The Malta Independent 13 December 2019, Friday

Russian chemicals to Venezuela: Hurd’s Bank ‘out of our jurisdiction’, government says

Neil Camilleri Saturday, 16 November 2019, 10:34 Last update: about 26 days ago

Any illegalities or sanction breaches at Hurd’s Bank, off the east coast of Malta, would be taking place outside Maltese territorial waters and, therefore, outside of Malta’s jurisdiction, the Foreign Affairs Ministry has confirmed.

The ministry was replying to questions on claims that the United States government is investigating reports that the offshore area has become a staging ground for ship-to-ship transfers to hide Russia’s supplying of chemicals that Venezuela’s industry desperately needs to dilute its heavy crude.

The probe was confirmed this week by a senior US official speaking to the Associated Press on the condition of anonymity.

The Malta Independent asked the Foreign Affairs Ministry whether it was aware of these reports, whether these alleged cargo transfers go against United Nations or other international sanctions, and whether Malta has engaged with the Russian Federation on this issue.   

A spokesperson for Minister Carmelo Abela said Malta, “as a UN member state, supports every effort aimed at upholding international law and is pleased to support and cooperate with the United Nations Security Council members and its EU partners in this regard.”

This specific report, however, relates to activities taking place on the high seas outside Malta’s jurisdiction, the ministry said.

As much as 435,000 tonnes of Russian oil products are reported to have completed ship-to-ship (STS) operations off Malta for onward shipment to Venezuela in January-June, according to data from oil analytics firm Vortexa.

The agency had reported in August that a total of 13 tankers were involved in the Venezuelan shipments. They loaded mostly clean products — notably naphtha, which accounted for around 330,000 tonnes. But a middle distillates cargo and a shipment of vacuum gasoil (VGO) were also spotted.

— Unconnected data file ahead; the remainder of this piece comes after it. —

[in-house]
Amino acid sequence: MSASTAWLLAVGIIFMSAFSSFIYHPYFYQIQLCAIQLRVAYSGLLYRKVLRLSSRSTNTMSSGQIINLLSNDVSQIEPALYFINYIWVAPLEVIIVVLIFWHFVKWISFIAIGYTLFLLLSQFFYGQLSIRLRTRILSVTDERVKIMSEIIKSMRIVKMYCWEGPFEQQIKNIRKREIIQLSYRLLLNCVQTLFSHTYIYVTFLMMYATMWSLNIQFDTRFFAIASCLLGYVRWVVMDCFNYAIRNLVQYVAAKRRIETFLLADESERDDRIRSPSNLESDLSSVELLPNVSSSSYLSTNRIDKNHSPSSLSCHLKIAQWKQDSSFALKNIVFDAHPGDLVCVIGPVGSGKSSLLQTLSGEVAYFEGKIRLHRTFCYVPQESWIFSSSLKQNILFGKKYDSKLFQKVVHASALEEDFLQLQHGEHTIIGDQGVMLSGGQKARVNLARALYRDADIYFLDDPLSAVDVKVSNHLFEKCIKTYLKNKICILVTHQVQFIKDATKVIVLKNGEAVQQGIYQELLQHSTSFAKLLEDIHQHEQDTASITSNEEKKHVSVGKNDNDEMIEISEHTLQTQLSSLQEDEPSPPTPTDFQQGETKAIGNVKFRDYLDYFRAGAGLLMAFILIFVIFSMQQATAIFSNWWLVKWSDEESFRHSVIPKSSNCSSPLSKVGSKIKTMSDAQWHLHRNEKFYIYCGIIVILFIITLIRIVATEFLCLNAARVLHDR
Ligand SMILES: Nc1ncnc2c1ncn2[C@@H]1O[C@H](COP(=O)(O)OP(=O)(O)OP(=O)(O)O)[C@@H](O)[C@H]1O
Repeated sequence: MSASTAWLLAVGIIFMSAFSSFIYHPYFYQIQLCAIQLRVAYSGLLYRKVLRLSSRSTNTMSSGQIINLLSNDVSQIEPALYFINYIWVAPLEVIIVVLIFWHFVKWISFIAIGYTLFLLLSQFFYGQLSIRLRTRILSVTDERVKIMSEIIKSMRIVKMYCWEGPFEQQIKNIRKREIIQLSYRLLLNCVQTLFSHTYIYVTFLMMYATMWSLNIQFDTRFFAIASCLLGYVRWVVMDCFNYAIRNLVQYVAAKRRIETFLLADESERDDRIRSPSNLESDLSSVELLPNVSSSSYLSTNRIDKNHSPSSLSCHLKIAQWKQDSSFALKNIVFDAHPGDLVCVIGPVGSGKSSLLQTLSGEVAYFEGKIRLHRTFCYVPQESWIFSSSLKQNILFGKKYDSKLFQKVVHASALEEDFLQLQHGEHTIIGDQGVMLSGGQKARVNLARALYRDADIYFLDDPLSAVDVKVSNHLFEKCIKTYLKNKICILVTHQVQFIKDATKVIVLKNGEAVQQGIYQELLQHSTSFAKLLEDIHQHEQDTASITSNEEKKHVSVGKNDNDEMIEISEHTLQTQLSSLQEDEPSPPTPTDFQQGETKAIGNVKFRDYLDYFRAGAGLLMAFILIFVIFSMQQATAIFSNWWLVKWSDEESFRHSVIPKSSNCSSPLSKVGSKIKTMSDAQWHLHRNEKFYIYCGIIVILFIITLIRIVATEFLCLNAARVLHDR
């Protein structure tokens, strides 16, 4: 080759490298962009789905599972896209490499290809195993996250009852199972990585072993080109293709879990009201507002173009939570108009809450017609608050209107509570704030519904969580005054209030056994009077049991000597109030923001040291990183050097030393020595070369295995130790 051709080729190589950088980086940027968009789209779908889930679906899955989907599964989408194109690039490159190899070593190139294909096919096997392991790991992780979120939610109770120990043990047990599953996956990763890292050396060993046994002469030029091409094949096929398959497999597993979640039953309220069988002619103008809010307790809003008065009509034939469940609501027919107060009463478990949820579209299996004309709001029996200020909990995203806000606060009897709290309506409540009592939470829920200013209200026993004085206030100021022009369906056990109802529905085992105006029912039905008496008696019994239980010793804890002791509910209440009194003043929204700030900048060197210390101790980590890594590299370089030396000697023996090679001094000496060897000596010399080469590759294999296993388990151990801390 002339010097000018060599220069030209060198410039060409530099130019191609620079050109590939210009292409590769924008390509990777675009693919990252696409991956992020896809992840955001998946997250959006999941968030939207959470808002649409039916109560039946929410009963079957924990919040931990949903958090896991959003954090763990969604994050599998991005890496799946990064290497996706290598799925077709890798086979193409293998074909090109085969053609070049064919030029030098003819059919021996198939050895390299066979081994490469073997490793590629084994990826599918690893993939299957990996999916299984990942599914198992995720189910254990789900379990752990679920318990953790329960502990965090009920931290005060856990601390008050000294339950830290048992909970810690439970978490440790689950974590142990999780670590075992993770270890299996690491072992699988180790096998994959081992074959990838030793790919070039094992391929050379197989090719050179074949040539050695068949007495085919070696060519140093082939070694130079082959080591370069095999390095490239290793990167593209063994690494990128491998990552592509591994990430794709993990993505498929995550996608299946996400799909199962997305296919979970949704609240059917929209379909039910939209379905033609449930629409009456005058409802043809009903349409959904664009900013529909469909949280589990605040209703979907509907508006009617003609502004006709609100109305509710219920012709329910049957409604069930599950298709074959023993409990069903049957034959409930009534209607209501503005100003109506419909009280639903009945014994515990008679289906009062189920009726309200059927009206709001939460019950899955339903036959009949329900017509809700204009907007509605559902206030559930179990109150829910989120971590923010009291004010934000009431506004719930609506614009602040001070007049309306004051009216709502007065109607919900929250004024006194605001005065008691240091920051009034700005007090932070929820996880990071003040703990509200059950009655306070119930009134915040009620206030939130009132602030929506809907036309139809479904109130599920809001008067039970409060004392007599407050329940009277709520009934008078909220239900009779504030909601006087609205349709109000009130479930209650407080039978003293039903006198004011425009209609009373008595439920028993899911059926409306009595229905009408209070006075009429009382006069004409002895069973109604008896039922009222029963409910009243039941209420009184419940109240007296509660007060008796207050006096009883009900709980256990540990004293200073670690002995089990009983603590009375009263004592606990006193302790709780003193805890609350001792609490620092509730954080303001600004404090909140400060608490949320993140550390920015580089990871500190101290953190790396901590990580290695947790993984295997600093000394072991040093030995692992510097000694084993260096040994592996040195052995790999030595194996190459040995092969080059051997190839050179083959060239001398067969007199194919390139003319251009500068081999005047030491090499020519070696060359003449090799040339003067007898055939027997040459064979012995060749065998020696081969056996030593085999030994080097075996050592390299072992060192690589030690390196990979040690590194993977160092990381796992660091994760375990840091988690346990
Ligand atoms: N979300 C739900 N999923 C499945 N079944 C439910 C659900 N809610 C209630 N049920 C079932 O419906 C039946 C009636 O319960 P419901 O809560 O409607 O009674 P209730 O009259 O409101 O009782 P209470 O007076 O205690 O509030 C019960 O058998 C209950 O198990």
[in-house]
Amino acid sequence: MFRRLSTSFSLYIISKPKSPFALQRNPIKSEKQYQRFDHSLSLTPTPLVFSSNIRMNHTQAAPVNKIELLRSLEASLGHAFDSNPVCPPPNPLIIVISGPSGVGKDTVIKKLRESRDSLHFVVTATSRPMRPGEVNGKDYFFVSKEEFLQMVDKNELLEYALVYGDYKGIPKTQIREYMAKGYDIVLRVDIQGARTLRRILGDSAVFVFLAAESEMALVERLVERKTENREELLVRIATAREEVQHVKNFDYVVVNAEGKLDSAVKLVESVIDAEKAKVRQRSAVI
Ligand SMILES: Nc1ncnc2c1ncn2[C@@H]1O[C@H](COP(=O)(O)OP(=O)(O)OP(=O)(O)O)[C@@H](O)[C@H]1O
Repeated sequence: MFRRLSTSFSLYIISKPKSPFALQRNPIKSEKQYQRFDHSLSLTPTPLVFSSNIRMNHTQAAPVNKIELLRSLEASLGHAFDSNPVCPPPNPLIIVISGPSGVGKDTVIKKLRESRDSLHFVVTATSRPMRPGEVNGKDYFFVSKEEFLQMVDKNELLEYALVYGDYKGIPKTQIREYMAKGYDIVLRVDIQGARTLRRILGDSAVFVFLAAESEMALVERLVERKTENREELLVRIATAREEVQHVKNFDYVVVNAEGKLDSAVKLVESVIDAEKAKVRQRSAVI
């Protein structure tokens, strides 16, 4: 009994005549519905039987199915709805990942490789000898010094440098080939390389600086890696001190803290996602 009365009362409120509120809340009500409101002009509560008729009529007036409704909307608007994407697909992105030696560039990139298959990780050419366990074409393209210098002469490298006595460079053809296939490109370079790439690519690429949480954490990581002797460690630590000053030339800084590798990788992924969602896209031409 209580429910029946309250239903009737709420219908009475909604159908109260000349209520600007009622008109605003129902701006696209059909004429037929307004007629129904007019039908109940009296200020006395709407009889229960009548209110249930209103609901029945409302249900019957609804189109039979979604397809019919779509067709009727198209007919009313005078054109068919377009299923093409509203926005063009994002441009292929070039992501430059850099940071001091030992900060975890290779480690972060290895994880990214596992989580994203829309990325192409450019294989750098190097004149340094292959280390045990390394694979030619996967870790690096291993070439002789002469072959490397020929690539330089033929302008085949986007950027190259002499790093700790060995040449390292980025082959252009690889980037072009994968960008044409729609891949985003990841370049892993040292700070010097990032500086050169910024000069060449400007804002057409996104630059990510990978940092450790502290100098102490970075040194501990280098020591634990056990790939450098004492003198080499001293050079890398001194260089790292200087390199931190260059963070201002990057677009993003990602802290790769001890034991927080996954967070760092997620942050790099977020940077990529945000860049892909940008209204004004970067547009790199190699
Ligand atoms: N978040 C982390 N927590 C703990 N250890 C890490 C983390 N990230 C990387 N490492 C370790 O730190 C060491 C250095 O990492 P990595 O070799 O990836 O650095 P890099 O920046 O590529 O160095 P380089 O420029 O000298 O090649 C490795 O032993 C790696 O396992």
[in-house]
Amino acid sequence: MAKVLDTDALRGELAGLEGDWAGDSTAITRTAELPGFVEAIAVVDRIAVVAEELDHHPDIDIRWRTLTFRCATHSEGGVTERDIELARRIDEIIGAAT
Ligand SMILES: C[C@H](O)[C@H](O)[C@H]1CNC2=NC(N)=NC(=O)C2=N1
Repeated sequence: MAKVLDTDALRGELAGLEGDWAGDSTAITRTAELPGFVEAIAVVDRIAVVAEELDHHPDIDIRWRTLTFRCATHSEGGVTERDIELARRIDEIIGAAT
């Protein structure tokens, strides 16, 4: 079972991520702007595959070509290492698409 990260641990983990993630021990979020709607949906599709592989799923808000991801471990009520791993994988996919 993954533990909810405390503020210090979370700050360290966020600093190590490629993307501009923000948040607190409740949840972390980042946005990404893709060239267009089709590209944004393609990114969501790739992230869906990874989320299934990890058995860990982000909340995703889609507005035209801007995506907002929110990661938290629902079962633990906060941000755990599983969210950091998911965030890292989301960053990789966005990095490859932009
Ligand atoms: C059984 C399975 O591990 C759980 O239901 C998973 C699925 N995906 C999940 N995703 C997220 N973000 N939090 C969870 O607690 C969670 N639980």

The rare shipment of Russian VGO could be linked to recent efforts by Venezuelan state-owned PdV to boost scarce gasoline supplies in the country.

While using ship-to-ship transfers off Malta for the creation of larger cargoes for long-haul shipments is relatively common, the trend of onward shipments to Venezuela has developed this year, with no evidence of it having happened in 2018.

The naphtha shipped to Venezuela via Malta this year has was usually loaded from the Black sea port of Tuapse.

Venezuela requires naphtha for blending with its extra-heavy sour crude to create diluted crude for transport and blending. But US sanctions have blocked access to the US-produced naphtha, prompting Caracas to look further afield for supplies.

Direct shipments of oil products from Russia to Venezuela have also occurred this year, according to various reliable reports.

Just 280,000 tonnes of Russian products were shipped to the US via Malta in January-June, down from 440,000 tonnes a year earlier. Products shipped to the US from Malta include VGO and straight-run fuel oil — tight supplies of these products in Europe in recent months could have contributed to the reduction in transatlantic flows.

Venezuela reportedly received at least 616,000 barrels of petrol and 500,000 of vacuum gas oil (VGO) via Malta.

More Russian cargoes could be coming as the vessel commander, which loaded VGO in Taman in late July, is also reportedly heading for Malta.

“Criminals connected to Venezuela are getting increasingly creative as they manipulate the laws that govern international maritime commerce to bypass sanctions,” said Ian Ralby, head of IR Consilium, a U.S.-based consultancy focused on maritime and resource security.

“Authorities in the region and beyond need to be both alert and proactive in preventing the Maduro regime from using illicit activity to convert Venezuelan resources into cash.”

Along with the chemical transfers, there is also reportedly a great deal of petrol transfers taking place at Hurd’s Bank.

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